Before the war, Anastasiia Minchukova taught English. Now, wearing heavy protective equipment and carrying a metal detector, she clears away explosives left by the Russian army, making parks for children, fields for planting, and streets for walking safe.
“There is a huge demand on people who know how to do demining,” Minchukova told the Associated Press when asked why she volunteered. “There is so much work to be done, and I think that I’ll be helpful.”
Until a few years ago, clearing land mines was one of hundreds of jobs legally forbidden to women because of holdover laws from the Soviet Union. A law passed in 2018 gave Ukrainian women equality in working jobs legally considered “dangerous,” and women gradually moved into combat positions in the military.
The United States has committed $182 million in humanitarian demining assistance to Ukraine since the start of Russia’s full-scale invasion, and 36% of the deminers and other staff are women.
The roles of Ukrainian women in all sectors of life have continued to change completely since the start of Russia’s full-scale invasion, said Tetiana Yehorova-Lutsenko, chairperson of the Kharkiv Regional Council, speaking at the U.S. Institute of Peace in March 2023.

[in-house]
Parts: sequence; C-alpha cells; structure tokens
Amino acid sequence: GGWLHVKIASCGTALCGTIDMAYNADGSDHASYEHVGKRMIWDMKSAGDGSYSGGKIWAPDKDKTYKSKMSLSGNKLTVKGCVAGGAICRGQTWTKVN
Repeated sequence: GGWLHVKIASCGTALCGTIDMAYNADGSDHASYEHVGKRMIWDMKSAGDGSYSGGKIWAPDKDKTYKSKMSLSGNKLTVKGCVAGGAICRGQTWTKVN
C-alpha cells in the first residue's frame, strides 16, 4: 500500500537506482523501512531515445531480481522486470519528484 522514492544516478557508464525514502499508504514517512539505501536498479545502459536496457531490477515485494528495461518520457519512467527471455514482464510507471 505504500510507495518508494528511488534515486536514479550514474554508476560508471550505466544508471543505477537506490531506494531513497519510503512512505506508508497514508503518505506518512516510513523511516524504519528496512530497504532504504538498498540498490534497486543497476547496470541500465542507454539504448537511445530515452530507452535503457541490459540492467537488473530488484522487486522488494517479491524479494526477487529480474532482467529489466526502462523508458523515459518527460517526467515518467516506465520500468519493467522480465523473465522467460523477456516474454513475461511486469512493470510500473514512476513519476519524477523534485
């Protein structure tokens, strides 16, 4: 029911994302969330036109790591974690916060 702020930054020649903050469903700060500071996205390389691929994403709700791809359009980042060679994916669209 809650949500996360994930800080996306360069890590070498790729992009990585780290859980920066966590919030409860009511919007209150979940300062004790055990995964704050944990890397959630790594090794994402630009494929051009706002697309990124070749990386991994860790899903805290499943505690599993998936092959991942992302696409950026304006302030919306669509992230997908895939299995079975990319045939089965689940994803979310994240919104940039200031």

The latest Ukrainian State Unemployment Service (SES) report found that the number of women in construction and mining jobs has nearly doubled since 2021.
One of those women, Krystyna, from the town of Pavlograd, works 500 meters below ground in a coal mine in the Dnipropetrovsk region while her mother cares for her 4-year-old son.
The mine — which provides vital fuel to Ukrainians suffering energy shortages as a result of Russia’s invasion — was in dire need of workers after the start of the war. Many of its male workers — among them Krystyna’s brother — joined the army to defend their country.
Krystyna says she signed up to work in the mine from a sense of duty. “We cannot leave all of this behind and go for other jobs, letting our boys down,” she told Reuters.
These evolving gender roles demonstrate not just bravery but a deep commitment to their nation’s future, Ukrainian first lady Olena Zelenska told the 7th Ukrainian Women’s Congress in November 2023.
“It is hard to live on the pages of a history textbook, but that is what we do. … We didn’t want to break stereotypes this way,” she said.
It’s time for the Super Bowl again. The National Football League (NFL) championship game is the biggest date on the U.S. sports calendar and an American obsession.